As It Turns Out, A Single Citigroup Idiot Can Implode the Entire Economy With One Extra Zero But Greece Can't

Thursday, May 06, 2010 , , , , 7 Comments

Paint me suspicious but I call bullshit, not just regular bullshit but "OMG, do you really think we believe this?!" bullshit.

In one of the most dizzying half-hours in stock market history, the Dow plunged nearly 1,000 points before paring those losses—all apparently due to a trader error.

According to multiple sources, a trader entered a "b" for billion instead of an "m" for million in a trade possibly involving Procter & Gamble, a component in the Dow.
Of course, P&G is cool with going down that road, ignoring the fact that Citigroup is denying having anything to do with today's epic oopsie (or should that be alleged oopsie?). More CNBC:
"We don't know what caused it," said Procter & Gamble spokeswoman Jennifer Chelune. "We know that that was an electronic trade...and we're looking into it with Nasdaq and the other major electronic exchanges."

A different P&G spokesman had said earlier the company contacted the Securities and Exchange Commission, but Chelune said that he spoke in error.

One NYSE employee leaving the Big Board's headquarters in lower Manhattan said the P&G share plunge lay at the center of whatever happened.

"I'll give you a tip," the employee said, speaking on condition of anonymity. "P&G. Check out the low sale of the day. Something screwed up with the system. It traded down $30 at one point."
Meanwhile, hedge fund manager Troy Buckner of NuWave Investments said it was nothing more than speculation on energy, equity, and metals that went BOOM as speculative bubbles tend to do.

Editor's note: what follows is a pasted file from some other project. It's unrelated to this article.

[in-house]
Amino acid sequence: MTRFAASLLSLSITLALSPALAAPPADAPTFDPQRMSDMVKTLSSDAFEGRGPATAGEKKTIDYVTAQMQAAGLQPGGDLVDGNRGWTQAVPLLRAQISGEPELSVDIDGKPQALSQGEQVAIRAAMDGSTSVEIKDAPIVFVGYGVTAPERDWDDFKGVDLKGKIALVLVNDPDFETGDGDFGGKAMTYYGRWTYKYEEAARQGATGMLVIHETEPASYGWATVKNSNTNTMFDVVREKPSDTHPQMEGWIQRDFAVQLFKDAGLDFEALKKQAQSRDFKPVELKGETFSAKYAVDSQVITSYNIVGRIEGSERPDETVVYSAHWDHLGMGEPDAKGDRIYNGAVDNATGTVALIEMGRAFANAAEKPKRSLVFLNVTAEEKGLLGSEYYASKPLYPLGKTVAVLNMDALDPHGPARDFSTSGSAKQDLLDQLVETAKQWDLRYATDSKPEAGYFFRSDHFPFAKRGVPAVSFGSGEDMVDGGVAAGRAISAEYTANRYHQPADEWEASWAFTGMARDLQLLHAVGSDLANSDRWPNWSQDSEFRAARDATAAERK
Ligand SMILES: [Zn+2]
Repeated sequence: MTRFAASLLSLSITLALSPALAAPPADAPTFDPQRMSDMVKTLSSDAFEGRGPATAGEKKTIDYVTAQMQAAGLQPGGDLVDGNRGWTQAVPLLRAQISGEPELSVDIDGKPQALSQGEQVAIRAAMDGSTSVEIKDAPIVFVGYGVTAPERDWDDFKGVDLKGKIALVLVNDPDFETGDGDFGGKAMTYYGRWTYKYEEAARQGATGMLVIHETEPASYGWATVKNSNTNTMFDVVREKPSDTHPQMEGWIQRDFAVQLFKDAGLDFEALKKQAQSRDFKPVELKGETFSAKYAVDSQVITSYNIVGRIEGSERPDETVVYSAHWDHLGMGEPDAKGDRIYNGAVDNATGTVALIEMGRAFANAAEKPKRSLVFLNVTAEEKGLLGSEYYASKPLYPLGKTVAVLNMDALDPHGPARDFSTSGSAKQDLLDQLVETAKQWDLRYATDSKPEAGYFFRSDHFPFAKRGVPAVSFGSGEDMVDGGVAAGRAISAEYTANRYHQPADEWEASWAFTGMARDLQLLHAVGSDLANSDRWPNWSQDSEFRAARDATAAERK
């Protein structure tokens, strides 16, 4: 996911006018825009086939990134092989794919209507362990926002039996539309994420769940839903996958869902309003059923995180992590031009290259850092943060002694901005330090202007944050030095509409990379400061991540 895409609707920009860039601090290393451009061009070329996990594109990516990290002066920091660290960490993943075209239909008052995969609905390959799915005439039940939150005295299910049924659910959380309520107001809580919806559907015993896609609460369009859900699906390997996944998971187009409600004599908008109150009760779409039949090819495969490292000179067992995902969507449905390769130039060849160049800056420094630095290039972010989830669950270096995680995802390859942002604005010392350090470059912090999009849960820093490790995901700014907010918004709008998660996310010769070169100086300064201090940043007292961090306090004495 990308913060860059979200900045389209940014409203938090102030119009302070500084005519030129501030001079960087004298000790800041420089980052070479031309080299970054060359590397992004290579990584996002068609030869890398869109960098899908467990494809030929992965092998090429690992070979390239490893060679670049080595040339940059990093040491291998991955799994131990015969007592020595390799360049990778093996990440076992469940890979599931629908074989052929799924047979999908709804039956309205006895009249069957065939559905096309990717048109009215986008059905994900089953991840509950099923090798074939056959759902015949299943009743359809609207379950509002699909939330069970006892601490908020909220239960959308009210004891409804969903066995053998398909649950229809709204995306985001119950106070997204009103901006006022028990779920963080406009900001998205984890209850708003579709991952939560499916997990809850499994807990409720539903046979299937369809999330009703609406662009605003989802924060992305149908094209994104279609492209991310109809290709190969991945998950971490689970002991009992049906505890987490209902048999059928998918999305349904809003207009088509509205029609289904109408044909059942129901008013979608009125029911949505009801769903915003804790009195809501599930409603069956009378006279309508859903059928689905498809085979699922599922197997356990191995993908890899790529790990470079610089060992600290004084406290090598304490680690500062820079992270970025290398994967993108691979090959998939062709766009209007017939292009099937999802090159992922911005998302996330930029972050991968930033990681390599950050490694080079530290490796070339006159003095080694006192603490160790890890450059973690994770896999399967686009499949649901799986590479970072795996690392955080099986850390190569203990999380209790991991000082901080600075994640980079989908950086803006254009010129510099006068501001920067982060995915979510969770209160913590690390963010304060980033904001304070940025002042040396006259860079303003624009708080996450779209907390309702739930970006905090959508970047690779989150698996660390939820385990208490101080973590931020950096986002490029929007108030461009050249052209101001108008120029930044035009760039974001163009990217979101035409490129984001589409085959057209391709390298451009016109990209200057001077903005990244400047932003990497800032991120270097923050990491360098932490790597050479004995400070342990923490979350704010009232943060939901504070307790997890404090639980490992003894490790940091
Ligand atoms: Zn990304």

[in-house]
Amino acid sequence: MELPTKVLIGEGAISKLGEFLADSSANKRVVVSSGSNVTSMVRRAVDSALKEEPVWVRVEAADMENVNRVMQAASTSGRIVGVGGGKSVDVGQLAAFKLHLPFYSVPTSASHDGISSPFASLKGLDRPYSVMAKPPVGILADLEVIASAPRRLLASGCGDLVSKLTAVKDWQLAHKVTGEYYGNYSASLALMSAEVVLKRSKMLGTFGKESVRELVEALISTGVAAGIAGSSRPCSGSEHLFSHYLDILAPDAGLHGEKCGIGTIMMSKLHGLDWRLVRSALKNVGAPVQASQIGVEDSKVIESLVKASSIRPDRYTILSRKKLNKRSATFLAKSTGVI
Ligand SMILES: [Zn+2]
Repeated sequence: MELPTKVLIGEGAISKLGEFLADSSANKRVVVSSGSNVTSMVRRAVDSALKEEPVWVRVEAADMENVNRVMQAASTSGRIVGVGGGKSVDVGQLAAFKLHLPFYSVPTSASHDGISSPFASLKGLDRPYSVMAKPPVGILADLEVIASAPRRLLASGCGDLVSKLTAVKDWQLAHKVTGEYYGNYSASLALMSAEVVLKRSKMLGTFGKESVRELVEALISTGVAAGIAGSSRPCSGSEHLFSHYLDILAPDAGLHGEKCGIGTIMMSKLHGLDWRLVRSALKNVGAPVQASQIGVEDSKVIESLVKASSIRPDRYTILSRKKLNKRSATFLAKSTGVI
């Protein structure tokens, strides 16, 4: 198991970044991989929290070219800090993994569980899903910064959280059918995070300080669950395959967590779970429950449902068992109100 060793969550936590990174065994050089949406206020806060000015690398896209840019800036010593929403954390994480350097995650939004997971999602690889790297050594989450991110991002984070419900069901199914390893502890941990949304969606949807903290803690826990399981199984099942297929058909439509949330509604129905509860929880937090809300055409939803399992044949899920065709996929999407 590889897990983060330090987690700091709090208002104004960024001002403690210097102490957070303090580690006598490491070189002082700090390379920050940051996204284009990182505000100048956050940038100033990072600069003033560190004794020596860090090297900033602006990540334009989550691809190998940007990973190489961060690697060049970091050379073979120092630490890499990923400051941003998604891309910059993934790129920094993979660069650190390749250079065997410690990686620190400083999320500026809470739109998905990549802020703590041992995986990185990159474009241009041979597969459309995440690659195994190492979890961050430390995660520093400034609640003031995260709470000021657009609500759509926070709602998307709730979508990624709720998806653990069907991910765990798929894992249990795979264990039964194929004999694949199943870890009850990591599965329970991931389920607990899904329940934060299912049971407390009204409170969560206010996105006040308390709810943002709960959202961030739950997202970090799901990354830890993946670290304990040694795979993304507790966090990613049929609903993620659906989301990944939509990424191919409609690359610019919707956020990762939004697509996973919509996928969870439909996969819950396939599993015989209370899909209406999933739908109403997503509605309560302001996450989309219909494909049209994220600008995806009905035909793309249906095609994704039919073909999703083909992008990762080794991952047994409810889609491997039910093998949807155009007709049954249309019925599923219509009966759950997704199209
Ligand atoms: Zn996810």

Adding to the fire, we have Greece - sweet, precious, broken Greece - and WSJ is implying we're right back in 2008. No, 2010 is not the new 2008, it's 2010 and welcome to the part where the cracks start to spread and the shit comes pouring out. That's not what happened in 2008. In totally related news (h/t Prudent Investor), the ECB would like to limit cash deals in Greece *hint hint nudge nudge* but it's to combat tax evasion, not because there is any problem over there, surely:

While promoting the Euro as a safe store of value the ECB opts for tight limits on cash transactions in Greece, limiting the role of cash Euros as a medium of exchange, one of the fundamental functions of a currency.

Stating the objective to limit tax evasion the ECB recommends that all business transactions above €3,000 and all consumer expenses above €1,500 Euros shall be paid for in all other forms than cash.
The most important excerpts from the document:

On 26 March 2010 the European Central Bank (ECB) received a request from the Greek Ministry of Finance for an opinion on a draft law on restoring fairness in taxation and addressing tax evasion (hereinafter the ‘draft law’)...
Among other things, the draft law is intended to progressively establish the use of electronic invoices. Article 20 of the draft law introduces specific restrictions on cash payments in favour of other means of payment, in order to ensure the genuineness of transactions and underlying documents and to enable direct cross-checking of such transactions.
Article 20(2) of the draft law states that, for transactions between businesses, invoices and equivalent documents with a value exceeding EUR 3 000 shall be paid through business bank accounts or by cheques drawn on and paid to such accounts. These accounts will be connected to a secure electronic database held by the Ministry of Finance’s General Secretariat for Information Systems (GSIS). Banking secrecy is lifted for this purpose and banks may not charge fees for the operation of such business accounts.